Melissa Reid and Michaella McCollum, both 20, were stopped with 11kg of cocaine hidden in food packets in their luggage while trying to board a flight to Spain in August.
Reid, from Lenzie, East Dunbartonshire, and McCollum, from Dungannon, Co Tyrone, originally claimed they were forced to carry the drugs by an armed gang which threatened them and their family members.
Their decision means they will not have to stand trial on drug trafficking charges.
Instead, it is likely they will be sentenced to six years and eight months in jail at a hearing which could take place as early as next week.
The two women admitted their guilt at a private hearing in a makeshift courtroom at a men's jail in Lima after arriving there by prison van in handcuffs.
They were heard separately for half an hour each and were asked their names and ages before being given the opportunity to speak.
Their lawyer, Meyer Fishman, declined to comment but a Callao court spokesman in charge of the investigation confirmed the guilty pleas.
"Both women have pleaded guilty to drugs trafficking," said the spokesman.
"It means they automatically benefit from a sixth off the minimum jail sentence of eight years and will be sentenced to six years and eight months in prison.
"Sentencing has not taken place yet and a new hearing where the women will be sentenced has now got to be arranged.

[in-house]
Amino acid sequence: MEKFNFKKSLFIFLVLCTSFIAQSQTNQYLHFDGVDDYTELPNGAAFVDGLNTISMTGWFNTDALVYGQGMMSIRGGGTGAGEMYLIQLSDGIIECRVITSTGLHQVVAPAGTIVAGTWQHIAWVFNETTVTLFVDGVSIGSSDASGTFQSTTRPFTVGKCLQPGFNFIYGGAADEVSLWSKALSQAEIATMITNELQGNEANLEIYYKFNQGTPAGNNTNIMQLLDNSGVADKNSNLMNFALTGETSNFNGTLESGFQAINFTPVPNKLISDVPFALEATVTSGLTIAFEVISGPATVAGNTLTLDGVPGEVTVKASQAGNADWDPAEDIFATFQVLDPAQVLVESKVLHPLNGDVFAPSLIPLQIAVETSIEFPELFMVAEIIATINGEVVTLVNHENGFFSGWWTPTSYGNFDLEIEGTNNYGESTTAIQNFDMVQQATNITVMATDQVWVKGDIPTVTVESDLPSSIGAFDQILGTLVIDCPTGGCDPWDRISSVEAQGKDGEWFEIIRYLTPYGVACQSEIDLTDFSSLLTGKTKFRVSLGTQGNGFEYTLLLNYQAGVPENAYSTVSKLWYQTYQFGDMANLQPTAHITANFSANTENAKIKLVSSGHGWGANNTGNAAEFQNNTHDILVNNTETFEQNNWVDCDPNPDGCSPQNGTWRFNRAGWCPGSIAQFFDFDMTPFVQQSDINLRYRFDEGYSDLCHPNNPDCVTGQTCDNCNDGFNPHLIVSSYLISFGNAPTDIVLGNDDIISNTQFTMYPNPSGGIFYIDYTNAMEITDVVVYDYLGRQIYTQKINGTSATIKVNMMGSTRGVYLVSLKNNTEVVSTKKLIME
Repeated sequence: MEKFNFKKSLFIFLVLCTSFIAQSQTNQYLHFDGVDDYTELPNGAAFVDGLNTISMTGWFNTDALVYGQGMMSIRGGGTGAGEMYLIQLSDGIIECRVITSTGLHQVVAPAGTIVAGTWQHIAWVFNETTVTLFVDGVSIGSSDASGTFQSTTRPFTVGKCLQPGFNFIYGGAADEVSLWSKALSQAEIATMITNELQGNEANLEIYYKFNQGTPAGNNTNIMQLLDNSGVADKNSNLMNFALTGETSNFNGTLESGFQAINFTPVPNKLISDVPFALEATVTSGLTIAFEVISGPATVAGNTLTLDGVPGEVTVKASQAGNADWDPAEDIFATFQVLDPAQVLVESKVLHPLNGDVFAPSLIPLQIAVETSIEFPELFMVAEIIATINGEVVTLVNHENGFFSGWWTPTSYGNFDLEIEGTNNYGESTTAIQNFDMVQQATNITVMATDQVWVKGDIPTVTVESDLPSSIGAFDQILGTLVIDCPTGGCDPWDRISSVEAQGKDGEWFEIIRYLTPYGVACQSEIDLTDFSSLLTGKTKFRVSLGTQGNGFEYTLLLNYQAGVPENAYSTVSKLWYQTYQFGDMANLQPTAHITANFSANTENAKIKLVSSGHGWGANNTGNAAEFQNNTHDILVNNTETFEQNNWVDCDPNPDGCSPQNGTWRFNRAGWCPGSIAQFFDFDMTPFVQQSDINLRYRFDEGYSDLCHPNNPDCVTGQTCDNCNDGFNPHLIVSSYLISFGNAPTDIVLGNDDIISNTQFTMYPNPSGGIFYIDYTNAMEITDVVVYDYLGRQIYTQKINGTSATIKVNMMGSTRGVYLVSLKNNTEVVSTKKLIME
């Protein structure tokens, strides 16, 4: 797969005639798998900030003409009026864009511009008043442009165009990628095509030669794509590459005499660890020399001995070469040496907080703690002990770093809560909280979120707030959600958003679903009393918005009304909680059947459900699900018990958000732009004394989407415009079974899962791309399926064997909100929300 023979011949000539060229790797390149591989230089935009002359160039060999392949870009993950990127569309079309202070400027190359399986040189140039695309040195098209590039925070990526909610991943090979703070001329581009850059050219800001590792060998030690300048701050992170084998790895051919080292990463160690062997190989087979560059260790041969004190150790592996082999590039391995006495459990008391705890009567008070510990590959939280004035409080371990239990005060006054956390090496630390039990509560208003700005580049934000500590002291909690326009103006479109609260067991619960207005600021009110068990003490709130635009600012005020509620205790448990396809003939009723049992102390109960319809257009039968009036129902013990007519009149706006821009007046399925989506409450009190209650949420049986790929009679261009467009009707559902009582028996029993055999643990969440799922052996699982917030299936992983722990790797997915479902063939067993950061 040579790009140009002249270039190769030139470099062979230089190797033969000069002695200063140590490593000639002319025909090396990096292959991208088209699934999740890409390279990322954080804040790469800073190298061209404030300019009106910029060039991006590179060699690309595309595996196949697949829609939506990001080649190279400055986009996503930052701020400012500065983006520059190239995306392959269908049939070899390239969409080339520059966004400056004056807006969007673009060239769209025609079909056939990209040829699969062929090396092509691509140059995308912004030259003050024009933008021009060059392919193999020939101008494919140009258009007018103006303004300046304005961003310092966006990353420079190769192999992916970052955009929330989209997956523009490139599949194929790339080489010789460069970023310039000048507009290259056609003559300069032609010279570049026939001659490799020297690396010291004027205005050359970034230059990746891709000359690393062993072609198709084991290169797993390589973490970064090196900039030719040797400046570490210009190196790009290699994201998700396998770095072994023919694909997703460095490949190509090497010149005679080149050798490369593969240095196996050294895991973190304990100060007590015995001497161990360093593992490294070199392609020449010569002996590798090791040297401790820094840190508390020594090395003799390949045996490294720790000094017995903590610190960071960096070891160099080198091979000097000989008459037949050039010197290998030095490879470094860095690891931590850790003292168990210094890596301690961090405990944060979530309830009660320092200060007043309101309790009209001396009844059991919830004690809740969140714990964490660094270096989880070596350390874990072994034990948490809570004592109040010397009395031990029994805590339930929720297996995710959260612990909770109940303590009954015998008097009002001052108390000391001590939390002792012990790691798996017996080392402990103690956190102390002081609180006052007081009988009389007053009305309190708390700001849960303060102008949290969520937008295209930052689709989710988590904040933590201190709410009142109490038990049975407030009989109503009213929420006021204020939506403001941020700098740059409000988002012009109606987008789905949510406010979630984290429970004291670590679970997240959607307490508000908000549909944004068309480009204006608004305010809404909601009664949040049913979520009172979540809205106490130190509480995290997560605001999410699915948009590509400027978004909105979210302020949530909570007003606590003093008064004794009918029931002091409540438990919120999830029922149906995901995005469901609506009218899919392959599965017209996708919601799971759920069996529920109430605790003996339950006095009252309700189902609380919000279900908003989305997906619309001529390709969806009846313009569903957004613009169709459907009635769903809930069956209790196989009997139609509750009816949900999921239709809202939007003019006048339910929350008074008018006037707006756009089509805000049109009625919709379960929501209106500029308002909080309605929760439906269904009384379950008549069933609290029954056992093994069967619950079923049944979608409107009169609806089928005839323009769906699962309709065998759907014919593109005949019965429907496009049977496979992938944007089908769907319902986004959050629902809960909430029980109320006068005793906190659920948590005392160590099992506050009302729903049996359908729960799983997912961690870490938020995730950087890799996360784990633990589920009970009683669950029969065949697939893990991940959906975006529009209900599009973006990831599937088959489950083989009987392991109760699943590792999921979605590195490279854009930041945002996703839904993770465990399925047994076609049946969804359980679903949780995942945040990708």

"But it's likely that will take place in around a week's time."
The pair are being held in the notorious Virgen de Fatima prison in the Peruvian capital, Lima.
Reid and McCollum, who had both been working in Ibiza, were facing up to 15 years in prison if they had been found guilty in a trial.
Reid's parents insisted last week that they still believed their daughter had been forced to carry the drugs but that a guilty plea was the best course of action to get her back to the UK.
Both the women, who had been working on the party island this summer, had previously claimed that they had been coerced into carrying the drugs by Colombian drug lords who had kidnapped them at gunpoint and then threatened to hurt their families.
Prosecutors previously confirmed the women could return home to serve their sentences if they pleaded guilty.
Reid was the first to consider changing her plea, maintaining she carried the drugs under duress but that pleading guilty would be the best way to get back to Scotland earlier. She said she could not face being in jail until the age of 35.
McCollum confirmed at the weekend she had also changed her mind about continuing to protest her innocence.
"I understand that the judicial process will be simpler if we both plead guilty," said the 20-year-old.
"We are hoping we will not have to wait too long before we are sentenced and pleading guilty will speed things up."
Peruvian police and prosecutors have said from the start they did not believe the women's stories about being forced to smuggle drugs.
Chief prosecutor Juan Mendoza Abarca claimed their stories were "incredible" and that they had been coached in what to say.
He added: "They staged this whole thing from the beginning because they knew it was possible they would get caught and if they did get caught they had the excuses really well planned.
"It's very obvious they were trained in what to say if they were caught. They were prepared in every sense."
According to Peru's national prisons institute, 90% of the 1,648 foreigners in the country's prisons are either sentenced, or awaiting trial for, drug trafficking.